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Toilet Twinning initiative brings new appreciation to luxuries like toilet roll

Lesley Quirk is a specialist relationship manager for a charity initiative called Toilet Twinning. She liaises with corporates who support its campaign to provide clean water, proper toilets and hygiene training in some of the poorest communities worldwide. She invites people to ‘twin’ their toilet with a latrine overseas – and so sponsor a new toilet for a family abroad.

“I used to work in the catering industry so napkins were an important part of the service we provided. They were about luxury, quality and attention to detail. Now that I work in a sector catering to more basic needs, I look on tissue products rather differently!

“Breaking the taboo around toilets – and talking openly about
the fact that proper sanitation is a universal bare necessity and
human right – is an important part of my working life these days.
Understandably, people generally snigger when they first hear the
name Toilet Twinning, but they soon appreciate the importance of
what we do. I’ve got quite a naughty sense of humour, so that helps!
“So, first, let’s start with loo roll. I tend to avoid big-name brands
as I am allergic to the chemicals used to treat a lot of the branded
products available. So, eco-friendly, non-bleached products are
better for me.

“I enjoying cooking and entertaining so I do use kitchen roll but am not particularly discerning about which I buy and generally just opt for the cheapest. I have two hugely pampered cats – and cleaning up after them is a full-time job in itself.

“I must admit that I still prefer linen napkins for dinner if I have friends over – but there’s such a wide range of beautiful paper napkins available now that the thought of all that washing, starching and ironing starts to lose its appeal.

“Paper napkins are perfect for tea and picnics – and hugely convenient. I’m rather fickle and buy napkins based on their colour or design. I do care about quality, but price matters too when I’m faced with a wall of loo roll options in the local supermarket.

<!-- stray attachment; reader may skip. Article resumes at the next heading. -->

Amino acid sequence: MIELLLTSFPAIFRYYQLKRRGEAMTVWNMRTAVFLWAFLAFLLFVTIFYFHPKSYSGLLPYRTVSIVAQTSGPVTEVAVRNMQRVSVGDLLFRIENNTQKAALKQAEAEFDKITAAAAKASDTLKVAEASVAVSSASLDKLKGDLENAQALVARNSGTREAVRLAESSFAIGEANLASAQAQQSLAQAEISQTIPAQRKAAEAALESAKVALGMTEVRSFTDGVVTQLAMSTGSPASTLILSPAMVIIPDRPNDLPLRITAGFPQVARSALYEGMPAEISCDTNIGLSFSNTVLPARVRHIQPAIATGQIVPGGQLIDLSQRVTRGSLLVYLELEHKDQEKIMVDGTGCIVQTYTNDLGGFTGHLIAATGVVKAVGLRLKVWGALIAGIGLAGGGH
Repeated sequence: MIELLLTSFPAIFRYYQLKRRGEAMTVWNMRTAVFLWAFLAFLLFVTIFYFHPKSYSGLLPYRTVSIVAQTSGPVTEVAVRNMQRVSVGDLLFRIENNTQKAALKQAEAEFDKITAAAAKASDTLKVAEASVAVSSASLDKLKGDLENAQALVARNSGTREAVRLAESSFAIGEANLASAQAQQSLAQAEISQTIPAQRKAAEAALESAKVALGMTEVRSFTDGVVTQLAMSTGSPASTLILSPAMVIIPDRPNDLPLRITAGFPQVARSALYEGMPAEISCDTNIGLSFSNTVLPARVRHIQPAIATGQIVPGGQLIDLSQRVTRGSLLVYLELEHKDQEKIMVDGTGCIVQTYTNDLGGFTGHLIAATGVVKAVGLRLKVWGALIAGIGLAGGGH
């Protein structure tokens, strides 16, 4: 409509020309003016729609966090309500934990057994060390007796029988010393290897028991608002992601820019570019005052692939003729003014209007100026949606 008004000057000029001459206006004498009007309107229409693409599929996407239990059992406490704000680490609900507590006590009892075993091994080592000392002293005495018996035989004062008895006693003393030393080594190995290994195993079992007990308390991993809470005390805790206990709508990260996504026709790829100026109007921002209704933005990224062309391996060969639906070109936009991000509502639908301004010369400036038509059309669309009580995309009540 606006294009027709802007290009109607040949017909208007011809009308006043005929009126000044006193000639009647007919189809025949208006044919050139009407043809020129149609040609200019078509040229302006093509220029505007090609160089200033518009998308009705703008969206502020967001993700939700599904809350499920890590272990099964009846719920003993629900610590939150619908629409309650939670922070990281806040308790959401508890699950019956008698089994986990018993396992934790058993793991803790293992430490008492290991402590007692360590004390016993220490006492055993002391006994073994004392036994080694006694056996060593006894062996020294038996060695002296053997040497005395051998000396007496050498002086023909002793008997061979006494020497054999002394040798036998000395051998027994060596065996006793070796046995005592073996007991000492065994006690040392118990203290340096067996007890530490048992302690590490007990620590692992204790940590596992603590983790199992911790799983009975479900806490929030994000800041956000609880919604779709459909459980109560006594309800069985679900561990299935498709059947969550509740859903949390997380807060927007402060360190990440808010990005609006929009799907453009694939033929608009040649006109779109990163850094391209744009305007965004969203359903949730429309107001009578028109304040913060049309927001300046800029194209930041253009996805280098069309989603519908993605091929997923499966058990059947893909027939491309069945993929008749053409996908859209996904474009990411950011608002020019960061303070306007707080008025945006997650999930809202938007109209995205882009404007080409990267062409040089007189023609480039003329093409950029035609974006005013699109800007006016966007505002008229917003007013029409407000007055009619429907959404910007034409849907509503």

‘I’ve always cared deeply about nature and animal conservation and Toilet Twinning’s work in countries badly affected by climate change means that I like to buy products with strong ‘green’ credentials.

“I’ve been lucky enough to travel a great deal – and generally, the limit of the inconvenience I had to ‘suffer’ previously was having to put loo roll in an unsanitary bin, in countries where you were not allowed to flush it down the toilet.

“Now, when I travel with Toilet Twinning, there’s often no toilet paper at all – and sometimes there’s no toilet either. We work in very poor, remote communities where there are no sewage systems and no piped water. The toilets we help fund are mostly basic pit latrines built with what materials are available locally.

“We don’t provide toilet paper. Logistics and cost are the crucial obstacle but also there are cultural factors to consider too. Obviously, many Islamic and Asian countries tend to use water instead of loo roll… In areas where water is scarce, people have to be resourceful, using leaves or even corn cobs as toilet roll substitutes. Ouch.

“But toilet paper is the least of it. One in three people in the world – or 2.3bn people – don’t have a proper toilet, which means they are vulnerable to disease. Women and girls risk being attacked as they squat in the bush, and teenage girls often drop out of school when their period starts. Even the most basic pit latrine, when properly built, can change lives and even save lives, literally.

“Our approach is to work with the whole community, educating them the link between disease and lack of proper toilets. It’s very easy to build toilets but crucially important that people will keep using them and never want to be without one again.

“That’s why, though we train people to build toilets and sometimes provide
materials, we encourage them to do the hard work for themselves. In that way, they really ‘own’ their toilet and are always immensely proud of them. One man we met once, Bishwo in Nepal (pictured), was so proud of his new loo – the first in the village – that he held a toilet open day and invited all his neighbours to come and try it!

“I don’t tend to invite people round to view my loo – but I really appreciate
my bathroom and luxuries like loo roll. And I will never, ever take my toilet
for granted.”

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